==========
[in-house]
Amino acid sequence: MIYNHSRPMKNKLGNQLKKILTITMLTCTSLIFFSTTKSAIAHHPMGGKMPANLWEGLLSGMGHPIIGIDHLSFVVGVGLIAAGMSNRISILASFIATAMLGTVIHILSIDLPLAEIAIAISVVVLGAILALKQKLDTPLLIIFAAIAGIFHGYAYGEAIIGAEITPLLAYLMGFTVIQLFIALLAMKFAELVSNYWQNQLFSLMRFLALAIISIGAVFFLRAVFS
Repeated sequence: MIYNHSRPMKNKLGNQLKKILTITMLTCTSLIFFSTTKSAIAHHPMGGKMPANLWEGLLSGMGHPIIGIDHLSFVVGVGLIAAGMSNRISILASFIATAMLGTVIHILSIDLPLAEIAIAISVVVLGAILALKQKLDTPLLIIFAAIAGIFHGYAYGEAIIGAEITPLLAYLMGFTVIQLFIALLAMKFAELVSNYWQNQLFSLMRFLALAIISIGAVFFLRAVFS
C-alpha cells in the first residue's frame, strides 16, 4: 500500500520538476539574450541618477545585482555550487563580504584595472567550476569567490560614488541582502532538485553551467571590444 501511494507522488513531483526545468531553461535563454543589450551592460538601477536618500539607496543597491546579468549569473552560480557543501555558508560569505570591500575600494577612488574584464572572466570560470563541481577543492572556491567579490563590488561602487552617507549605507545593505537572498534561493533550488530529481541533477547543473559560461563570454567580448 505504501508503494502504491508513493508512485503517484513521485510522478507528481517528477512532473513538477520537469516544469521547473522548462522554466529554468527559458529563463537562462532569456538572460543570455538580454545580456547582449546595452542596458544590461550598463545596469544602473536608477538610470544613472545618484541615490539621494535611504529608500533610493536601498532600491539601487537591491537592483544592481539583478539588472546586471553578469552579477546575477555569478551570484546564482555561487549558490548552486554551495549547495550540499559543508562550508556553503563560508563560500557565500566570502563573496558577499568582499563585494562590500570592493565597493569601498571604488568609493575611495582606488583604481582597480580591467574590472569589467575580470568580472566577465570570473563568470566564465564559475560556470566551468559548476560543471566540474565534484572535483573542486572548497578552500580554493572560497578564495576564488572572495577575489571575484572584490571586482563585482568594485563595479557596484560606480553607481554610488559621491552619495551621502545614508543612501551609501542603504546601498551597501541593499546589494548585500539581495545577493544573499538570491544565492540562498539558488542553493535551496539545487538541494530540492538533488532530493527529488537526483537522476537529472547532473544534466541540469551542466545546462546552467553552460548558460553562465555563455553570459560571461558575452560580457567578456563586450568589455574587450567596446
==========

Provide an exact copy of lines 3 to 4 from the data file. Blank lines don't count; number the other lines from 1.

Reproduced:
Repeated sequence: MIYNHSRPMKNKLGNQLKKILTITMLTCTSLIFFSTTKSAIAHHPMGGKMPANLWEGLLSGMGHPIIGIDHLSFVVGVGLIAAGMSNRISILASFIATAMLGTVIHILSIDLPLAEIAIAISVVVLGAILALKQKLDTPLLIIFAAIAGIFHGYAYGEAIIGAEITPLLAYLMGFTVIQLFIALLAMKFAELVSNYWQNQLFSLMRFLALAIISIGAVFFLRAVFS
C-alpha cells in the first residue's frame, strides 16, 4: 500500500520538476539574450541618477545585482555550487563580504584595472567550476569567490560614488541582502532538485553551467571590444 501511494507522488513531483526545468531553461535563454543589450551592460538601477536618500539607496543597491546579468549569473552560480557543501555558508560569505570591500575600494577612488574584464572572466570560470563541481577543492572556491567579490563590488561602487552617507549605507545593505537572498534561493533550488530529481541533477547543473559560461563570454567580448 505504501508503494502504491508513493508512485503517484513521485510522478507528481517528477512532473513538477520537469516544469521547473522548462522554466529554468527559458529563463537562462532569456538572460543570455538580454545580456547582449546595452542596458544590461550598463545596469544602473536608477538610470544613472545618484541615490539621494535611504529608500533610493536601498532600491539601487537591491537592483544592481539583478539588472546586471553578469552579477546575477555569478551570484546564482555561487549558490548552486554551495549547495550540499559543508562550508556553503563560508563560500557565500566570502563573496558577499568582499563585494562590500570592493565597493569601498571604488568609493575611495582606488583604481582597480580591467574590472569589467575580470568580472566577465570570473563568470566564465564559475560556470566551468559548476560543471566540474565534484572535483573542486572548497578552500580554493572560497578564495576564488572572495577575489571575484572584490571586482563585482568594485563595479557596484560606480553607481554610488559621491552619495551621502545614508543612501551609501542603504546601498551597501541593499546589494548585500539581495545577493544573499538570491544565492540562498539558488542553493535551496539545487538541494530540492538533488532530493527529488537526483537522476537529472547532473544534466541540469551542466545546462546552467553552460548558460553562465555563455553570459560571461558575452560580457567578456563586450568589455574587450567596446